Does your brand appear on websites alongside images of child sexual abuse?
Read the IWF's guide to keeping your brand safe
Who would have thought legitimate brands and household names are advertised on websites alongside horrendous images and videos of child sexual abuse? Sadly, that’s the reality our analysts see on a daily basis - and this could be your brand.
At the Internet Watch Foundation (IWF), we work globally to identify and help remove online child sexual abuse imagery. Last year alone we found 57,335 webpages with one or more images or videos of child sexual abuse.
Real images, real children
Behind each of the images we assess as child sexual abuse is a real child victim. We know that every single time an image or video of a victim is viewed, this child suffers victimisation. We’re here to stop that. For good.
Today, many of the webpages our analysts assess profit from the sale of advertising space. That’s why our analysts see recognised, trusted brands appear on screen alongside images of child sexual abuse on a daily basis. On these sites, brands often appear as ‘pop-unders’, a variation of the pop-up window, which opens a new browser window hidden under the active window. This is because they’re using marketing affiliate schemes such as ad networks and ad exchanges. So, indirectly they’re funding the viewing and sharing of child sexual abuse imagery.
We understand how important it is to advertise and promote your brand. But protecting it is vital. We also know how difficult it can be when you’re using a third party service and may not have as much control as you’d like. This is where we can help.
At IWF, our mission is to eliminate child sexual abuse imagery from the internet. We achieve this by removing these hideous images and disrupting their continued distribution. One way we can do this is by working with partners to remove criminals’ income streams such as those derived from selling their advertising space.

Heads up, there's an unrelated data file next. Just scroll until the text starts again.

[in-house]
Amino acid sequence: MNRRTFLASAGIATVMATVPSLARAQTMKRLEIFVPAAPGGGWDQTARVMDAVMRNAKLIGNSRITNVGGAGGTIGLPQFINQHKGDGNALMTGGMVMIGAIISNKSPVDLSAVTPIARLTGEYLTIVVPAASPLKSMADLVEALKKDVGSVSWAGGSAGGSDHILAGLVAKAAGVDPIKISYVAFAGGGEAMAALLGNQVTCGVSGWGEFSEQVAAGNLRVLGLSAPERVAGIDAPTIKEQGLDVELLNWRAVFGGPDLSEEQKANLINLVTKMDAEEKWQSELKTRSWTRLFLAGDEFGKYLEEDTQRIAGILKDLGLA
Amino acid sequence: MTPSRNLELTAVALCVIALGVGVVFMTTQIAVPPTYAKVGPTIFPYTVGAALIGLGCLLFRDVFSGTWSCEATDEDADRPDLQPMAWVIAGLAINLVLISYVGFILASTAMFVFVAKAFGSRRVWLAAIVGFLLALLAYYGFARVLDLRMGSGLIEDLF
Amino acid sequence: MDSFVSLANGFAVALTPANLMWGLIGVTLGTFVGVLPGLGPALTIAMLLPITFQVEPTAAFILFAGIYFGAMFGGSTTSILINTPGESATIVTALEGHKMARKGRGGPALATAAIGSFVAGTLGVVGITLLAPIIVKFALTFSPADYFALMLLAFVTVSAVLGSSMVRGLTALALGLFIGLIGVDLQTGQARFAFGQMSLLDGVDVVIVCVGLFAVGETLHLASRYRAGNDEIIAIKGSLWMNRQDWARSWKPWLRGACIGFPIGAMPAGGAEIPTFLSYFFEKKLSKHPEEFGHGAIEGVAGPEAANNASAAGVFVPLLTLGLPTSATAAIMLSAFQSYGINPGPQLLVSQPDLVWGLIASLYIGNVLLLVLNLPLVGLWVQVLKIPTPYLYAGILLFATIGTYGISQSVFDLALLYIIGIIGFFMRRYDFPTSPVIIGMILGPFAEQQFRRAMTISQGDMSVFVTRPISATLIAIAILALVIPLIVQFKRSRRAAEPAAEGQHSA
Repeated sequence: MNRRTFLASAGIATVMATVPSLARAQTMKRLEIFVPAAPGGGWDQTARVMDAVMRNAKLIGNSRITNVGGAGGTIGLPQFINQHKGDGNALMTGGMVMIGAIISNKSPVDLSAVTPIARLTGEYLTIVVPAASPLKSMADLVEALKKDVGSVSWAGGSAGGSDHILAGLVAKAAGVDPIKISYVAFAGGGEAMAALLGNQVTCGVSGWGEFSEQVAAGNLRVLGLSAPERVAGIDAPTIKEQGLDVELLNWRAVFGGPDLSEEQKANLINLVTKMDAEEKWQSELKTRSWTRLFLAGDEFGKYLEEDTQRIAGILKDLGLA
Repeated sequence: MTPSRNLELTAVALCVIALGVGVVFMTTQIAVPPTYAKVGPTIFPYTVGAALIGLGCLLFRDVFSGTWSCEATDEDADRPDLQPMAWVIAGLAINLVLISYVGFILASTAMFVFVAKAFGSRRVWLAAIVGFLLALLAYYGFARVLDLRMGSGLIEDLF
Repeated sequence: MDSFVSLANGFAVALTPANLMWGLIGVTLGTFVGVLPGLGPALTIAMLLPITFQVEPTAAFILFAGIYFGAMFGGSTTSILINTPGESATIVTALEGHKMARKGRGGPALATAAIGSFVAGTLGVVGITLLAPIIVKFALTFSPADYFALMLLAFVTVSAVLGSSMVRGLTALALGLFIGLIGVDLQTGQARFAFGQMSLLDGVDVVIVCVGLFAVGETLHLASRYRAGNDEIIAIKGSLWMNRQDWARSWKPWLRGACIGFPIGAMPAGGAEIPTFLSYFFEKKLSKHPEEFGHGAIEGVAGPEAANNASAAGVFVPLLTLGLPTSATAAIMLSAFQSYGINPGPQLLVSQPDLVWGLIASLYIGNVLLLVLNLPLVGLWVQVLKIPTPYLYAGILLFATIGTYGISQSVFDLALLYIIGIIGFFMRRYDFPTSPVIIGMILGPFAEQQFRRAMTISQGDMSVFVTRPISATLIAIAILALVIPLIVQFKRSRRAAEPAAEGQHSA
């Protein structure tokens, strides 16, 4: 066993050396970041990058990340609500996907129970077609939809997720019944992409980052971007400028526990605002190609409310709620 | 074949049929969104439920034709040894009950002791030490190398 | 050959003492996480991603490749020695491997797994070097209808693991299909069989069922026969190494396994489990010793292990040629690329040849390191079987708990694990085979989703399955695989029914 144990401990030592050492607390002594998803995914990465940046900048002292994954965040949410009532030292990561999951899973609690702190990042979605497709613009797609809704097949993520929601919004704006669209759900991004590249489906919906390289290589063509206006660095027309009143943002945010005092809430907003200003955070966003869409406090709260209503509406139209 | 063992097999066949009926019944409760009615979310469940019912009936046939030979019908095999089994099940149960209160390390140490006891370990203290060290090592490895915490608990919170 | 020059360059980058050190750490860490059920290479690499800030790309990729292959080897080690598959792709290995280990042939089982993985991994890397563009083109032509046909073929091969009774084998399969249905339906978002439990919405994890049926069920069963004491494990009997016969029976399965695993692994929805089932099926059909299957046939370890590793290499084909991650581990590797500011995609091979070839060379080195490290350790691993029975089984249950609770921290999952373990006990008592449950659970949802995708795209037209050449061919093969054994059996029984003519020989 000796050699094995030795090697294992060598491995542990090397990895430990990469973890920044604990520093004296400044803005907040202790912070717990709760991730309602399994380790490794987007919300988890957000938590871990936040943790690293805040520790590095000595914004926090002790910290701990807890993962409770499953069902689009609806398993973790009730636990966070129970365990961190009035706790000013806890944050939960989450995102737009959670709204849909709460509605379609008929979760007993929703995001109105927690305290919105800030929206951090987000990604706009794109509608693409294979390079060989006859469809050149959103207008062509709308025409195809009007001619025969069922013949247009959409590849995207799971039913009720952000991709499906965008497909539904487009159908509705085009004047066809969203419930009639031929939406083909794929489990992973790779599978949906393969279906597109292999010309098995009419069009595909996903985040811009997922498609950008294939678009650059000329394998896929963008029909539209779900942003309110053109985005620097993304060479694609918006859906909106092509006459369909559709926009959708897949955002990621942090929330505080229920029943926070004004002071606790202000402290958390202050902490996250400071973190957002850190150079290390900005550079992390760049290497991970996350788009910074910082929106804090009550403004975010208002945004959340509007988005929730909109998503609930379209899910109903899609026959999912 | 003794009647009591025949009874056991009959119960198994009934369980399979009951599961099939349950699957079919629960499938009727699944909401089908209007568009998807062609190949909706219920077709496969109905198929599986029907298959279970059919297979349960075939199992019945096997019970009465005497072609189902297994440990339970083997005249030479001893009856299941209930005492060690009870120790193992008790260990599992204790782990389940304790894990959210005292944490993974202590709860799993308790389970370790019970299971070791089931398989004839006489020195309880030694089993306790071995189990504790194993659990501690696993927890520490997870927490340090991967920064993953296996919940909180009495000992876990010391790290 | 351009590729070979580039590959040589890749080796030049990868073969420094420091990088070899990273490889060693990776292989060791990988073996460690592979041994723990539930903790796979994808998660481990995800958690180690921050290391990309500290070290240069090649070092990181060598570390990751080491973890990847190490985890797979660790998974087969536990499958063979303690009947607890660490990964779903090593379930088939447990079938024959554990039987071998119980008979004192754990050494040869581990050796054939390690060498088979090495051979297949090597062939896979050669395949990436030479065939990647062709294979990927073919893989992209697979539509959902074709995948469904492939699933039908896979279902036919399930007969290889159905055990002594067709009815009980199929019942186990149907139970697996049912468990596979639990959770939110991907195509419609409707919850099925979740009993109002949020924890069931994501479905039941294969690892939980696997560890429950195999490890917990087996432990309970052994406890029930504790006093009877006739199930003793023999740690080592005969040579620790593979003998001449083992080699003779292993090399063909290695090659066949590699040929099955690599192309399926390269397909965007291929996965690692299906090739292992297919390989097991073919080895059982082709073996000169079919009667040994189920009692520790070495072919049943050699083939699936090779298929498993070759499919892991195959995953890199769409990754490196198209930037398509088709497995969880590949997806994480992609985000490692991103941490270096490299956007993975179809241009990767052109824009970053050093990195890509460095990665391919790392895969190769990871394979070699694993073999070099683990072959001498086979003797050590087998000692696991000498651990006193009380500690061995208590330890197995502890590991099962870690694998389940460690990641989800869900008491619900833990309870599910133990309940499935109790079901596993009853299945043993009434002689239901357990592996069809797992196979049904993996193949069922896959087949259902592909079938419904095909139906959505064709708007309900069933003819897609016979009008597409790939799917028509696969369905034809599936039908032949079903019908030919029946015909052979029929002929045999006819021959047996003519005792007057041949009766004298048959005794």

We have over 20 years of experience of doing this vital work with companies across the global internet industry. We’re making an impact across search, social media, domains and payments sectors. And we want to help you address the missing link, of affiliate marketing, where we’re seeing your brands appearing alongside images of child sexual abuse every day.
So how does a reputable brand, with marketing expertise and experience, end up advertising alongside images and videos of children being sexually abused? Well, in our experience, the reputable brand is completely unaware of the illegal images that they’re sharing an advertising platform with. See the infographic below for a simple guide on how this happens.
What needs to change
What you should do
We recommend that anyone using online advertising, finds out exactly where their adverts are being shown. Check whether your advertising network, or exchange, is a Member of IWF and uses our services that help avoid advertising on criminal websites.
Our role is to help legitimate companies protect their brands. But brands need to take a stance against child sexual abuse imagery. They need to let Ad Networks and Exchanges know that they have a zero tolerance to this type of hideous material. They need to demand that they only buy space when they’re confident that the company they are dealing with doesn’t buy space on criminal websites, including those with child sexual abuse images and videos.
We can also help Ad Networks and Exchanges, by offering services that will help them avoid buying space on the websites with this illegal content.
So do the right thing…
Get in touch with firstname.lastname@example.org to find out how we can help you.
Together we can make a difference
No one wants to support online commercial child sexual abuse imagery. So let us help you.
By working together, we can help protect legitimate brands and disrupt the major revenue streams to commercial distributors of child sexual abuse images and videos. These are the people profiting from the sexual abuse of children. It’s our goal to eliminating child sexual abuse images from the internet. Help us in our mission.
Facebook: Internet Watch Foundation